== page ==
W. James Antle III
Politics, North America
Within seventy-two hours, he will likely say, do or tweet something that will overshadow Tuesday night’s speech.
One of the frustrating things about President Donald Trump is that he can rise to the occasion—but only on occasion.
Trump did well in his first State of the Union address. That shouldn’t be a surprise. His speech last year to the joint session of Congress, a similar exercise, was also successful.
“With the exception of the late, great Abraham Lincoln, I can be more presidential than any president that’s ever held this office,” Trump vowed on the campaign trail. He hasn’t lived up to that promise in any sustained way, but you can string together some examples of him at least reaching the Millard Fillmore level in a few big moments.
This kind of analysis enrages Trump’s many critics, who think the bar is set unacceptably low for the current president. But major political figures are always to some extent graded against expectations. And Trump did not merely read competently from a teleprompter. His use of State of the Union guests was deft and he effectively hit emotional notes in a more formal setting than his freewheeling rallies.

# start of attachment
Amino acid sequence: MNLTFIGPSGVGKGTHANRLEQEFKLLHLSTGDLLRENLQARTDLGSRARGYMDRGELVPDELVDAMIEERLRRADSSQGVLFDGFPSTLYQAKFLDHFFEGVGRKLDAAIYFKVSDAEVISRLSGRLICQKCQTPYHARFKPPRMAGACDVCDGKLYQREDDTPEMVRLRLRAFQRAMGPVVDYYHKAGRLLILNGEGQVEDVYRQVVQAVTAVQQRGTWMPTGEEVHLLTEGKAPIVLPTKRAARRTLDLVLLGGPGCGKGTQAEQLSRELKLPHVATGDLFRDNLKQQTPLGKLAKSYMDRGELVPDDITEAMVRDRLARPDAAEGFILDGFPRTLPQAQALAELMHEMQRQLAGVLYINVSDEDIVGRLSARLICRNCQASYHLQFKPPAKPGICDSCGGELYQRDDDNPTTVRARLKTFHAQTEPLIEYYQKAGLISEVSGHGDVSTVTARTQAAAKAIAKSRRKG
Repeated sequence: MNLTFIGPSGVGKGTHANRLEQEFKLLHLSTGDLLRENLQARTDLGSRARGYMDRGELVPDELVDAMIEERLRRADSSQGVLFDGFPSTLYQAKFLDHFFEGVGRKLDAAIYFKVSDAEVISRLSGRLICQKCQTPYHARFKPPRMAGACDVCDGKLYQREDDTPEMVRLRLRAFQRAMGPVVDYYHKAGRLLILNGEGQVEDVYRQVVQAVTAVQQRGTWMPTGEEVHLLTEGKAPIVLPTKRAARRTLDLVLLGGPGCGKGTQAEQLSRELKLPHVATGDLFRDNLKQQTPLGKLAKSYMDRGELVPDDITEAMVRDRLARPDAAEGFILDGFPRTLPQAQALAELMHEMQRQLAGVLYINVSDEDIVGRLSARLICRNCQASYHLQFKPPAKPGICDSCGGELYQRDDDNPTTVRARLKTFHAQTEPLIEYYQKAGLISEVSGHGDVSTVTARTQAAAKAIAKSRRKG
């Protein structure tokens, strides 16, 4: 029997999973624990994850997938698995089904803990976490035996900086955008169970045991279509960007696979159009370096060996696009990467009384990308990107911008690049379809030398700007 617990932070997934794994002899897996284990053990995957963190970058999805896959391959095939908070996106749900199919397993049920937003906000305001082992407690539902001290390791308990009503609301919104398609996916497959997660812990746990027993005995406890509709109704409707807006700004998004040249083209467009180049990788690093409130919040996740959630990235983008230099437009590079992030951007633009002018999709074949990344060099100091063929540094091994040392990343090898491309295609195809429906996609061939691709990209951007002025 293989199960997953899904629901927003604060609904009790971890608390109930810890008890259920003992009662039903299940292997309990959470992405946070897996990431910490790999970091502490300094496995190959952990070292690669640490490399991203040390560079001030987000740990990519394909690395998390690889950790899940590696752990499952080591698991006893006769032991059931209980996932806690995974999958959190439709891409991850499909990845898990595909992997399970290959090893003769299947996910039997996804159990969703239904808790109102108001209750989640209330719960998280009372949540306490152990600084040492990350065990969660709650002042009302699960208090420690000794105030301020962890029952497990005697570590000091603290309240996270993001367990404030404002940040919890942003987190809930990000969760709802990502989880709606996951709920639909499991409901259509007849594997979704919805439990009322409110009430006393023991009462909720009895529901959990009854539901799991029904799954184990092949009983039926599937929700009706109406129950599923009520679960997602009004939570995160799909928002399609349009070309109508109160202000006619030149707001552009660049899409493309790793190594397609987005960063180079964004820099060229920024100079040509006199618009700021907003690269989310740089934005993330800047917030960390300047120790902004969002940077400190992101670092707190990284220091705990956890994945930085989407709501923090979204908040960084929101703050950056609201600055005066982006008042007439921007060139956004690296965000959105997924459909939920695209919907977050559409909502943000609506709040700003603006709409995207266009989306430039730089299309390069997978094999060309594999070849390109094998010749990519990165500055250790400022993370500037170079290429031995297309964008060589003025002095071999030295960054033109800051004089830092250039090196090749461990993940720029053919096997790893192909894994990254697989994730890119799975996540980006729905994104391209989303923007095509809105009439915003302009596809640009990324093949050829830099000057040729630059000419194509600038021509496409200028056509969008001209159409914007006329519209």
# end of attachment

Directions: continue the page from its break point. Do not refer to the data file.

Where Trump’s detractors are right is that we should not expect this to become the norm. No grand pivot to a new Trump will occur. Within seventy-two hours, he will say, do or tweet something that will overshadow Tuesday night’s speech. In fact, his hot mic moment about releasing House Intelligence Committee Republicans’ FISA memo threatened to do so before he even left the building.
Much of the media reaction to Trump’s speech was a stunned amazement that he mostly talked about the agenda he promised to enact while running for president and was not sufficiently solicitous about Democratic sensibilities. These talking heads showed no similar concern about whether Rep. Joe Kennedy’s (D-MA) response contained any olive branches to Republicans. They portrayed opposition to President Barack Obama as merely churlish.
Democrats seethed about what they saw as racist dog whistles and alarm bells throughout Trump’s speech. “I was hoping to get through my life without having to witness an outwardly, explicitly racist American president, but my luck ran out,” said retiring Rep. Luis Gutierrez (D-IL) after the speech was over.